After a 3-0 sweep in the 2018 WNBA finals against the Seattle Storm, it would have been easy, perhaps even understandable, for Mystics coach and general manager Mike Thibault to want to shake up the roster. Though the team had reached the last round of the playoffs, they couldn’t so much as take a game off the loaded Storm.
On the other hand, continuity in sports is rare. Traditionally in basketball, teams with the most talent prevail due to the nature of how few people can physically play at a single time. The Mystics aren’t short on talent, but there’s more than just ability on the loaded roster.
The team, off to an 8-3 start since opening play in late May, knows who they are early. The ball is buzzing around the court with tremendous energy, the kind that can’t be bought or manufactured, that can only be earned with trust and understanding.
“When we lost the finals, it was straight back to business,” forward Tianna Hawkins says. “We were hurt and upset that we didn’t win. So coming into training camp, everybody was ready to go in and go to war.”
One early indicator of a team’s togetherness is assists and the Mystics have shown an incredible aptitude for sharing the ball early this season, averaging more than 27 per 100 possessions.
“The chemistry of playing together has a lot to do with it,” Thibault says. “We’ve done a good job with spacing. We penetrate and kick out to shooters. I think the other part of it is if you shoot the ball well, you’re assists go up. It’s all a reflection of the rhythm of the shot and if you make a shot.”
The Mystics are also leading the league in scoring with an absolutely blistering 108.7 points per 100 possessions. Though part of this points binge is a continuity among players with Elena Delle Donne (16.4 ppg) and Kristi Toliver (11.8 ppg) both picking back up as the team’s leading scorers, another explanation for the uptick is the team’s increase in three-point attempts, leading the league with about 33 per 100 possessions.
“And to put more shooters on the floor,” Thibault adds. “We have post players who can all shoot. Sometimes, our post players are our best shooters.”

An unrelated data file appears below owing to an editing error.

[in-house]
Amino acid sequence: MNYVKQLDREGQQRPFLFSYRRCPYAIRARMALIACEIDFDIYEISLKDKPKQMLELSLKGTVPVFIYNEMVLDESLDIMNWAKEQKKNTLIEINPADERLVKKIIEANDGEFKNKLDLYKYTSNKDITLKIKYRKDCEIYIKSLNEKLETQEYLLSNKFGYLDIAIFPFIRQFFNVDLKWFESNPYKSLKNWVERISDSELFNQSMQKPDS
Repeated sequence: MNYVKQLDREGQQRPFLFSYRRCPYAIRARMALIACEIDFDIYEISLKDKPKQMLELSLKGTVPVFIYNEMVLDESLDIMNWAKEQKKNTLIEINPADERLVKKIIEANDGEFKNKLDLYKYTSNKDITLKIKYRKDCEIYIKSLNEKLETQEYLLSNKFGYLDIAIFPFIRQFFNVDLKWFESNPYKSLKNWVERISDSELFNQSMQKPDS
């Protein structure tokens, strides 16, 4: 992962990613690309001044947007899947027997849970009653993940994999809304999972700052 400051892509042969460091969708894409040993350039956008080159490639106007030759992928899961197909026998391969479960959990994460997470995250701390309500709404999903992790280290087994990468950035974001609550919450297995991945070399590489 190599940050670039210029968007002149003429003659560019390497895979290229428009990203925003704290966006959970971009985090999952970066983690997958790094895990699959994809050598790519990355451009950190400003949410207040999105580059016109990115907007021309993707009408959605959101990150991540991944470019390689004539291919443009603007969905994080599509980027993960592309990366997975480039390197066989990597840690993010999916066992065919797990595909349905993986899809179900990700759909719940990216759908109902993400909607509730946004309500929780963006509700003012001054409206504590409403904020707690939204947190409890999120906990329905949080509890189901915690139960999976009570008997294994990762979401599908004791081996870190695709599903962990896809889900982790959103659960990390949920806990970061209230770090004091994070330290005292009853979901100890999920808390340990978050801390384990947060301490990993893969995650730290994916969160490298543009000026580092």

So far the team has only lost to the Connecticut Sun and the defending champion Storm, as the group has proven beyond any potential hangover from last season’s run. It’s not uncommon for teams who lose the finals to start sluggish the year after, but the Mystics have so far avoided this fate.
“It’s a new season and we’re motivated,” Toliver says. “Usually, when you have the same people coming back, you’re going to click earlier than later. This is the start we should be off to. We’re continuing to learn every day.”
After injuries to the Storm’s Sue Bird and last year’s WNBA MVP Breanna Stewart, some prognosticators picked the Mystics as title favorites. However, the team has so far been immune to any external pressures, adopting a cliché but effective “one game at a time” mantra.
“We know what we’re capable of as a basketball team and we’re taking it one day at a time,” Toliver says. “Everybody in this league can win it. There’s a lot of good teams. Whether people are choosing us or not, we’re not too concerned with it. We had [to believe] in ourselves when people picked us eighth.”
Pegged as preseason favorites, the team is well on its way to capitalizing on its fast start by turning in another strong postseason effort. But the team knows playing well early doesn’t necessarily translate to a championship.
“We know it’s going to be tough to get back to where we were last year,” Hawkins says. “We have a target on our back, but it’s a good feeling to have.”
With a modern style, players who trust one another, and a new home court at the Entertainment and Sports Arena in Congress Heights, the team couldn’t have realistically asked for a better start to the season.
The Mystics return home to play the Phoenix Mercury on Wednesday, July 10. For more information about the team’s current season, visit https://mystics.wnba.com.
Entertainment and Sports Arena: 1100 Oak Dr. SE, DC; https://mystics.wnba.com